Originally laid out between 1696 and 1705, Westbury Court Garden is one of the only surviving 17th-century Dutch water gardens in the UK.
When we took ownership of Westbury Court Garden in Gloucestershire it was in a state of rack and ruin. It has now been restored to its full glory.
How it all began
The garden was created between 1696 and 1705 by Maynard Colchester I. He designed the Long Canal, Tall Pavilion, circular pond and framework of walls.
Thousands of yew trees and holly bushes were planted, beginning the immaculate pattern of hedges and topiary. The original garden is captured in the famous engraving, pictured above, by Johannes Kip, published circa 1707.
Flowers, fruit and food
The garden was designed to be productive as well as pleasant. Tulips, irises, crocuses and hyacinths were planted alongside vegetables and fruit trees. The canals were stocked with fish for the table, and there was a warren to supply rabbit meat; rabbits still exist on site today in this warren.
In the late 18th century, formal gardens went out of fashion, being replaced by the ‘natural’ landscape gardens, as introduced by Capability Brown. In 1805 The Colchester family demolished their house at Westbury and moved to another residence in the Forest of Dean, but kept the garden maintained in a more low key fashion.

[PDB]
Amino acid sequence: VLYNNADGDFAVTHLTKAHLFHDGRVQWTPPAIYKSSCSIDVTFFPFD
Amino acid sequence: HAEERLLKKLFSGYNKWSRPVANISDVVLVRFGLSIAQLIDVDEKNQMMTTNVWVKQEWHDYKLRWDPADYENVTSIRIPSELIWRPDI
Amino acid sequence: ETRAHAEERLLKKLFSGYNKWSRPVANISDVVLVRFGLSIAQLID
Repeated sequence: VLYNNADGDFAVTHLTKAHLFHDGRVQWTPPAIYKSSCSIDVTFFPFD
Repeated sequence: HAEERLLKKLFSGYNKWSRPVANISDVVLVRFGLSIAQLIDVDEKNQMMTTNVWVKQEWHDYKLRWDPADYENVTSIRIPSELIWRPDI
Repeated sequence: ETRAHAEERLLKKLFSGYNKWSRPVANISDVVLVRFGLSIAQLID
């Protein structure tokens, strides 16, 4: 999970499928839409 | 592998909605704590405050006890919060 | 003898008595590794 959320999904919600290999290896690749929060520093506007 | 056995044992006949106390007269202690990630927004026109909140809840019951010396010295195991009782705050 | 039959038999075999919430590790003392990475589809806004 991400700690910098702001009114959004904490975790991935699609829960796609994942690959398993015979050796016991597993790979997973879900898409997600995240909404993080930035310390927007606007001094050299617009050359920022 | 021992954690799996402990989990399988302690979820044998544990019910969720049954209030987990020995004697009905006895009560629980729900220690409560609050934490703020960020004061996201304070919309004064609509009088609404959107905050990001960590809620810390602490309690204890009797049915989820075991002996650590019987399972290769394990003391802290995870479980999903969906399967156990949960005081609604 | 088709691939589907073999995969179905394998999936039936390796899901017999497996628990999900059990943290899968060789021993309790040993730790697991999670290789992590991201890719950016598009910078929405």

Yet, one hundred years later, the family moved back after building what was to be their last house at Westbury. The water gardens enjoyed a revival, and admiring articles appeared in Country Life in 1903 and 1908.
The brink of destruction
The garden faced destruction in 1960 when developers planned to build houses on it. Fortunately, the local council purchased the garden. We then purchased a portion of the land in 1967, aided by an anonymous donation.
The garden was in a poor state – the canals were silted up and the flower beds needed replanting. The Tall Pavilion had decayed and needed to be completely rebuilt.
The Trust began restoring Westbury Court to its original design, the first major garden renovation project of its kind; it represented a terrific challenge. Thanks to detailed archive material, and the engraving by Johannes Kip, it has been possible to discover how many plants were planted, where they were planted, and how much they cost.
How it looks now
The garden is now restored to how it would have appeared at its best in 1720. Many of the plants are authentic to the period and style of the garden.